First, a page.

With the cost of energy bills increasing at an alarming rate and suppliers going bust, Business Secretary Kwasi Kwarteng will have talks with the energy industry's regulator Ofgem and supplier bosses later today.
A number of energy suppliers have already ceased trading due to the staggering surge in wholesale energy prices and now Bulb, a stalwart of the industry, is seeking government bailout to stop it from ceasing trade, with another four smaller suppliers expected to go bust in the coming days.
At the beginning of the year there were an abundant 70 suppliers for consumers to choose from, but with the wholesale energy price surge, there could be as little as 10 left by the end of 2021.
The Prime Minister, Boris Johnson, insists the struggles our suppliers are facing is a struggle that is shared across the globe, with increased demand from Asia attributing to the surge in gas prices.
Nick Butler, visiting professor and chair of the Policy Institute at King's College London has said "all of the focus in Whitehall has been on climate change. For the moment, we're very reliant on oil and gas and when gas gets short in the world market, it hits back here."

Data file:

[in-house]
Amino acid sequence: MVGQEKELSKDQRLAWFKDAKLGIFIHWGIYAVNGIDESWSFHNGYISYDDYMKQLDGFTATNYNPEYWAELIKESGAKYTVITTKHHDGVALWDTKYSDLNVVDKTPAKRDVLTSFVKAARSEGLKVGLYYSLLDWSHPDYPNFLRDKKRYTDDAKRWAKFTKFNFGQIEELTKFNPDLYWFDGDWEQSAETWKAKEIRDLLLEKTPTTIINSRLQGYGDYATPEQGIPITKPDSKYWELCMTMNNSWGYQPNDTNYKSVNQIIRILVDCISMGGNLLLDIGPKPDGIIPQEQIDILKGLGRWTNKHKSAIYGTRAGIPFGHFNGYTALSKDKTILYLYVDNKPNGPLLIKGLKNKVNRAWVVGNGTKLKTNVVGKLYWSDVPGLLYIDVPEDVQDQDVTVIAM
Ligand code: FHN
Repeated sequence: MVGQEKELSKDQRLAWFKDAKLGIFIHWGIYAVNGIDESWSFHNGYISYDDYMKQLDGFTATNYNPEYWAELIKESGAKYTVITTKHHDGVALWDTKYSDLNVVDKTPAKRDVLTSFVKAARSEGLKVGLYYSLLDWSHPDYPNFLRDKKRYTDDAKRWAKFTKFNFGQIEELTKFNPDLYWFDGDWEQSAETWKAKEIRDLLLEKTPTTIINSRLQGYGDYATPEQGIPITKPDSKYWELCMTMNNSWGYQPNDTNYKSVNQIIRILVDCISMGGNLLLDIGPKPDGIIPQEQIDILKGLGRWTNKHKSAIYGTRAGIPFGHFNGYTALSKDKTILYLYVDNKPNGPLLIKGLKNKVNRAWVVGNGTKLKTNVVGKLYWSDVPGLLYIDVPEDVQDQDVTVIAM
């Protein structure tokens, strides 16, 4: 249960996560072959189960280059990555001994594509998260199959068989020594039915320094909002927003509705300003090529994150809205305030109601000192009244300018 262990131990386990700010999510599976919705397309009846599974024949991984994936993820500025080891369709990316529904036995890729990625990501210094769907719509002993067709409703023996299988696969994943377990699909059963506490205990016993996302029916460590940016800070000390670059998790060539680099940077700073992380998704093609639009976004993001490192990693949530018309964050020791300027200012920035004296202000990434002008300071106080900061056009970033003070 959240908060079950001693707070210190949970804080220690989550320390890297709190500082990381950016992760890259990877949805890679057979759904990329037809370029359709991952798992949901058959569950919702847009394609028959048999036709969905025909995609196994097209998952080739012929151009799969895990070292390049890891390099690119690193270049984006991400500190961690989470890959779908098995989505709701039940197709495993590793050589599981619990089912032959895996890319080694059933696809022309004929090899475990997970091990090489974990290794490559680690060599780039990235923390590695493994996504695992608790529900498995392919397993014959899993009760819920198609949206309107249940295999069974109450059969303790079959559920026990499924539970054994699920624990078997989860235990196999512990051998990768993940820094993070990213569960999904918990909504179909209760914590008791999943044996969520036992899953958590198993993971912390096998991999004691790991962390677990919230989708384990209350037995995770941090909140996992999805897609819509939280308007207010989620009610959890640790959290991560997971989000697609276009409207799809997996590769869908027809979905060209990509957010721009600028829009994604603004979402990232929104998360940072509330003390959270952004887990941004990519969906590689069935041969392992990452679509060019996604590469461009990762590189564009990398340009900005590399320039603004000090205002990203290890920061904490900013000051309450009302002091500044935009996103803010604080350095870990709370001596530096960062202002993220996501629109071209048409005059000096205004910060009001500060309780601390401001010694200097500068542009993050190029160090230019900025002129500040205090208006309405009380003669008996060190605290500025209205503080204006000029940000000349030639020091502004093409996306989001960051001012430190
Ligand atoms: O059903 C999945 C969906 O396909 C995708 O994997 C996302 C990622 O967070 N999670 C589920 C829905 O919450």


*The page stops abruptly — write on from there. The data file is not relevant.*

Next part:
Mr Johnson has warned that Britain's supply problems could last for months, as he has blamed such issues on the "global economy coming back to life" after numerous coronavirus lockdowns. The Prime Minister also said, when questioned if the industry could recover faster he said, "It could be faster than that, it could be much faster, but there are problems as you know with shipping, with containers, with staff - there are all sorts of problems."
"The gas supply issue is global, the HGV issue is in the US as well as in Europe, so we are seeing these same sorts of problems everywhere. But I think market forces will be very, very swift in sorting it, and we're going to do whatever we can to help."
What happens if my supplier goes bust?
If your supplier goes bust, you will be caught by Ofgem's safety net, so do not worry.
Ofgem will find a new supplier and a new tariff for you, and will honour any outstanding credit you had with your old supplier.
You can switch if you're not happy with your new supplier and tariff, but you must wait until you've had confirmation that the switch to your new supplier has been complete to avoid any complications.
For more information on the energy industry right now, see our following guides: